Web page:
Tai Studies

Ian James
© 2009-2011


/tai/ in Lanna script

The Tai language family

Languages in bold below are major languages, in terms of numbers of speakers, or by having national status. Those marked with an asterisk have their own distinctive writing system (which in some cases is used by others in the language family).

Subdivisions of the Tai language family:

  • Northern Tai
    • Northern Zhuang (China)
    • Bouyei, Buyi (China)
    • E (China)
    • Tai Mne (Laos)
    • Yoy, Yay (Thailand)
  • Central Tai
    • Southern Zhuang (China)
    • Ts’n-Lao (Vietnam)
    • Nung (Vietnam)
    • Tay (Vietnam)
    • Cao Lan (Vietnam)
  • Southwestern Tai
    • Pa Di (China)
    • Tai Ya (China)
    • Tai Hongjin (China)
    • Northwest Southwestern Tai
      • Phake (Assam)
      • Ahom (Assam - extinct)*
      • Aiton (Assam)
      • Khamyang (Assam)
      • Khamti (Assam, Myanmar)
      • Khn (Myanmar)*
      • Shan, Tai Yai (Myanmar)*
      • Dehong Dai, Tai Na, Tai Le (China, Vietnam, Thailand, Laos)*
      • Xishuangbanna Dai, Lu, Tai Lue (China, Vietnam, Thailand, Laos, Myanmar)*
    • Tai Thanh (Vietnam)
    • Ty Sa Pa (Vietnam)
    • Chiang Saeng (East Central Southwestern Tai)
      • Tai Hang Tong (Vietnam)
      • Thu Lao (Vietnam)
      • Tai Daeng (Vietnam)
      • Tai Dn (Vietnam)
      • Ty Tac (Vietnam)
      • Tai Dam (Vietnam)*
      • Thai Song (Thailand)*
      • Phuan (Thailand)
      • Northern Thai, Lanna, Thai Yuan (Thailand)*
      • Thai (Thailand)*
    • Tai Long (Laos)
    • Pu Ko (Laos)
    • Lao-Phutai
      • Lao (Laos)*
      • Isan (Thailand, Laos)*
      • Nyaw (Thailand)
      • Phu Thai (Thailand)
    • Southern Thai, Pak Thai (Thailand)
    • Yong (Thailand)
    • Turung (India)
  • Others
    • Tai Pao
    • Tai Do
    • Rien
    • Tay Khang
    • Kuan

Spread of the Tai language family:

Tai language map
Adapted from Wikipedia’s Kradai map.

Writing systems of the Tai family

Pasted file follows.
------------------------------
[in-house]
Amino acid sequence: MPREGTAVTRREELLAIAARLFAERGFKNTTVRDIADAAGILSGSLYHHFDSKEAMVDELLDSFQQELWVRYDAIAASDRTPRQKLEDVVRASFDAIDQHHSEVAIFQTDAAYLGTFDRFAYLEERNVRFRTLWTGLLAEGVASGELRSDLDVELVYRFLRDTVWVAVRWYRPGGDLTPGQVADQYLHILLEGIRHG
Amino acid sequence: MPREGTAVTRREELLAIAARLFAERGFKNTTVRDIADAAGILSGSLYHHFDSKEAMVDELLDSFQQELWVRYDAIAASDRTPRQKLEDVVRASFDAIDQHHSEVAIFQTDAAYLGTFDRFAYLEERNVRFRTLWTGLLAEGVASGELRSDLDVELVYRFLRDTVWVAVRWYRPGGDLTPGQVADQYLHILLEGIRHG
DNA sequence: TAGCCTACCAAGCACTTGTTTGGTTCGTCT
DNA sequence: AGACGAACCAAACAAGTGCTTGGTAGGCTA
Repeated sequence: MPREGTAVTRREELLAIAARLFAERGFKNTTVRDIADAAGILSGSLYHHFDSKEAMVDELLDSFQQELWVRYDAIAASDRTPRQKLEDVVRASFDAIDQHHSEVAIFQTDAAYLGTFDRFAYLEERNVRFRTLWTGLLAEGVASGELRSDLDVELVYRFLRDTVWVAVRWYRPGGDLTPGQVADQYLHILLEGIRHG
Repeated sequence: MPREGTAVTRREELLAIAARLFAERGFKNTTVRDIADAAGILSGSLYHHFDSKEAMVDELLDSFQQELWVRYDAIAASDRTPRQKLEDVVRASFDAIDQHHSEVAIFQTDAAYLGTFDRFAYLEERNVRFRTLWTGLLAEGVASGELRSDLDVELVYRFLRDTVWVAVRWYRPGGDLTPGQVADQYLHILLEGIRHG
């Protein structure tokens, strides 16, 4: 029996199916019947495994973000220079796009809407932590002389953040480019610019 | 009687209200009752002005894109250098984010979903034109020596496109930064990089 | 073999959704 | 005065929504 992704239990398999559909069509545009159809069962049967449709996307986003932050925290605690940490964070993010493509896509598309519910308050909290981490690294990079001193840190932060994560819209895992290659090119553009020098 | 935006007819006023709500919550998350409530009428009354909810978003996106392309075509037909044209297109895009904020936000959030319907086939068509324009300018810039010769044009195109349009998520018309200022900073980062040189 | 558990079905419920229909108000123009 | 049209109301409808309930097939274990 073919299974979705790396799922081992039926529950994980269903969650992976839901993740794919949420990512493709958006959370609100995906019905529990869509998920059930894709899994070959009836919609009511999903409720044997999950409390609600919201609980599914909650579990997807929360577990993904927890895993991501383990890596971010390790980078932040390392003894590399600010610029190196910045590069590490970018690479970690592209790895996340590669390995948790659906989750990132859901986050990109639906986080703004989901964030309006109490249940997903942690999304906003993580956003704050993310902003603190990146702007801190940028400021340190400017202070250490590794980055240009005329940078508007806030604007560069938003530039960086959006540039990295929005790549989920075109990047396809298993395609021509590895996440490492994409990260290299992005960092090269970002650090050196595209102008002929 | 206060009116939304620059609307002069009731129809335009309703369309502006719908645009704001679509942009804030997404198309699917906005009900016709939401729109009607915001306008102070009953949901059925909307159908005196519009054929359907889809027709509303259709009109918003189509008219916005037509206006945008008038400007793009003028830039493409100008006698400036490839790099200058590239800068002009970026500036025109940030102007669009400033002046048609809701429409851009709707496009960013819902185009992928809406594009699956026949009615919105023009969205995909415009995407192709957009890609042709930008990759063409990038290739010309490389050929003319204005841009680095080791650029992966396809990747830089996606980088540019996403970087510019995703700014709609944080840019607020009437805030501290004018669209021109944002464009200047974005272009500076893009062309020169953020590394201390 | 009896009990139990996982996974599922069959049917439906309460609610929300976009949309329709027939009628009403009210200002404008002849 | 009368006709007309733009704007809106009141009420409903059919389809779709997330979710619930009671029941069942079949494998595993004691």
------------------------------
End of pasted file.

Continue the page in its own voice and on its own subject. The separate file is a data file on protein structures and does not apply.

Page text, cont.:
In all cases, the languages which use neither Roman alphabet nor Chinese logograms use writing systems deriving from the Brahmi family of scripts. The parent in most cases is Pallava (a South Indian script), though there may have been various influences from North Indian (Ashokan) or Central Asian (Aramaic) scripts. Information about those with an asterisk can be found on Omniglot.

Ahom*
Dehong Dai
Shan
Khn (variation of Lanna)
Tai Lue
Tai Dam*
Tai Song (variation of Tai Dam)
Lao*
Lanna
Isan (variation of Lanna)
Thai*
Thai (Sukhothai period)
Khom Thai

 
>>> See also my handy input method for Thai, for when you don’t have a Thai keyboard.

Preservation of Pali texts

With the spread of Buddhism to Southeast Asia from South India, came scriptures in the Pali language. Strictly speaking, Pali had no written form of its own, and was preserved in the local script wherever one was available. In SE Asia, a large number of Pali texts were preserved in Lanna, Lao, Thai and other southern Tai scripts. In most cases, special letters or spelling methods were needed for the correct representation of Pali (see Thai and Lao for Pali). In Thailand, an experimental script specifically for Pali was designed in 1833 by King Rama IV, the charming Ariyaka script.
 

home

All material on this page © Ian James, unless otherwise stated.
Last modified Nov.6,2011